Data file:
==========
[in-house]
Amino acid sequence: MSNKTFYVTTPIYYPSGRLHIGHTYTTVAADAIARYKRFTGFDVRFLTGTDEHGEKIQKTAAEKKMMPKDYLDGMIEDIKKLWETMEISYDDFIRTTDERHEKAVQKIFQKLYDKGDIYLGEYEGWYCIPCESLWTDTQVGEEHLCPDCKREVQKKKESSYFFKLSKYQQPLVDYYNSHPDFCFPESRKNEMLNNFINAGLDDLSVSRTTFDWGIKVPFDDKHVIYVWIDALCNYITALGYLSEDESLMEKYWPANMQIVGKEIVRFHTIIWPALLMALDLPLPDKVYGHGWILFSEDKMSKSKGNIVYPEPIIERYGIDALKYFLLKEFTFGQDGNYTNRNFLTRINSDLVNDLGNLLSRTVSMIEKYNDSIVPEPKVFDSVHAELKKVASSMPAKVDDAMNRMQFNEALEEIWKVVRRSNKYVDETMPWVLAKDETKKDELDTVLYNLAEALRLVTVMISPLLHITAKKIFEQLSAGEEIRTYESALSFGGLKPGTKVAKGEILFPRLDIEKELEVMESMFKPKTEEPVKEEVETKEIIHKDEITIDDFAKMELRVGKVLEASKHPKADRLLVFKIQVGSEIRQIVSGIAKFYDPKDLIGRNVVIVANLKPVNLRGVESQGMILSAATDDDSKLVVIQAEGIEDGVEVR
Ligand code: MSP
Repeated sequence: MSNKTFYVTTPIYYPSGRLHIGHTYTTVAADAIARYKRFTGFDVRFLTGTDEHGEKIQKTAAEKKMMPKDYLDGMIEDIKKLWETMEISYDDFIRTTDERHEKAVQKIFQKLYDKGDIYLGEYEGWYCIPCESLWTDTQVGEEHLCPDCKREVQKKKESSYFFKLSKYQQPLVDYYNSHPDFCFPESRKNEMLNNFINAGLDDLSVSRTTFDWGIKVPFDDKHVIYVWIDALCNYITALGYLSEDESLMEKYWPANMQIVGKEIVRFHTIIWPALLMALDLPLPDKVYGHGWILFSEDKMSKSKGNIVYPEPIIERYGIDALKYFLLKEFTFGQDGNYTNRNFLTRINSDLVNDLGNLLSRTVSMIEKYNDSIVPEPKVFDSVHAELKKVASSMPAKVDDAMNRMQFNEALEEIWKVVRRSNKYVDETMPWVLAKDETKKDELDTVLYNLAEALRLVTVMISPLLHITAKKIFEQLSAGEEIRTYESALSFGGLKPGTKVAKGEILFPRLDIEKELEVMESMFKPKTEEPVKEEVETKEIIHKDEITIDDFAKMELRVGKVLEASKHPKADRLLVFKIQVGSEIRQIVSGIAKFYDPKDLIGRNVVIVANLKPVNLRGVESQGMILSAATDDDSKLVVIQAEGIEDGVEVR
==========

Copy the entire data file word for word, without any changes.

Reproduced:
[in-house]
Amino acid sequence: MSNKTFYVTTPIYYPSGRLHIGHTYTTVAADAIARYKRFTGFDVRFLTGTDEHGEKIQKTAAEKKMMPKDYLDGMIEDIKKLWETMEISYDDFIRTTDERHEKAVQKIFQKLYDKGDIYLGEYEGWYCIPCESLWTDTQVGEEHLCPDCKREVQKKKESSYFFKLSKYQQPLVDYYNSHPDFCFPESRKNEMLNNFINAGLDDLSVSRTTFDWGIKVPFDDKHVIYVWIDALCNYITALGYLSEDESLMEKYWPANMQIVGKEIVRFHTIIWPALLMALDLPLPDKVYGHGWILFSEDKMSKSKGNIVYPEPIIERYGIDALKYFLLKEFTFGQDGNYTNRNFLTRINSDLVNDLGNLLSRTVSMIEKYNDSIVPEPKVFDSVHAELKKVASSMPAKVDDAMNRMQFNEALEEIWKVVRRSNKYVDETMPWVLAKDETKKDELDTVLYNLAEALRLVTVMISPLLHITAKKIFEQLSAGEEIRTYESALSFGGLKPGTKVAKGEILFPRLDIEKELEVMESMFKPKTEEPVKEEVETKEIIHKDEITIDDFAKMELRVGKVLEASKHPKADRLLVFKIQVGSEIRQIVSGIAKFYDPKDLIGRNVVIVANLKPVNLRGVESQGMILSAATDDDSKLVVIQAEGIEDGVEVR
Ligand code: MSP
Repeated sequence: MSNKTFYVTTPIYYPSGRLHIGHTYTTVAADAIARYKRFTGFDVRFLTGTDEHGEKIQKTAAEKKMMPKDYLDGMIEDIKKLWETMEISYDDFIRTTDERHEKAVQKIFQKLYDKGDIYLGEYEGWYCIPCESLWTDTQVGEEHLCPDCKREVQKKKESSYFFKLSKYQQPLVDYYNSHPDFCFPESRKNEMLNNFINAGLDDLSVSRTTFDWGIKVPFDDKHVIYVWIDALCNYITALGYLSEDESLMEKYWPANMQIVGKEIVRFHTIIWPALLMALDLPLPDKVYGHGWILFSEDKMSKSKGNIVYPEPIIERYGIDALKYFLLKEFTFGQDGNYTNRNFLTRINSDLVNDLGNLLSRTVSMIEKYNDSIVPEPKVFDSVHAELKKVASSMPAKVDDAMNRMQFNEALEEIWKVVRRSNKYVDETMPWVLAKDETKKDELDTVLYNLAEALRLVTVMISPLLHITAKKIFEQLSAGEEIRTYESALSFGGLKPGTKVAKGEILFPRLDIEKELEVMESMFKPKTEEPVKEEVETKEIIHKDEITIDDFAKMELRVGKVLEASKHPKADRLLVFKIQVGSEIRQIVSGIAKFYDPKDLIGRNVVIVANLKPVNLRGVESQGMILSAATDDDSKLVVIQAEGIEDGVEVR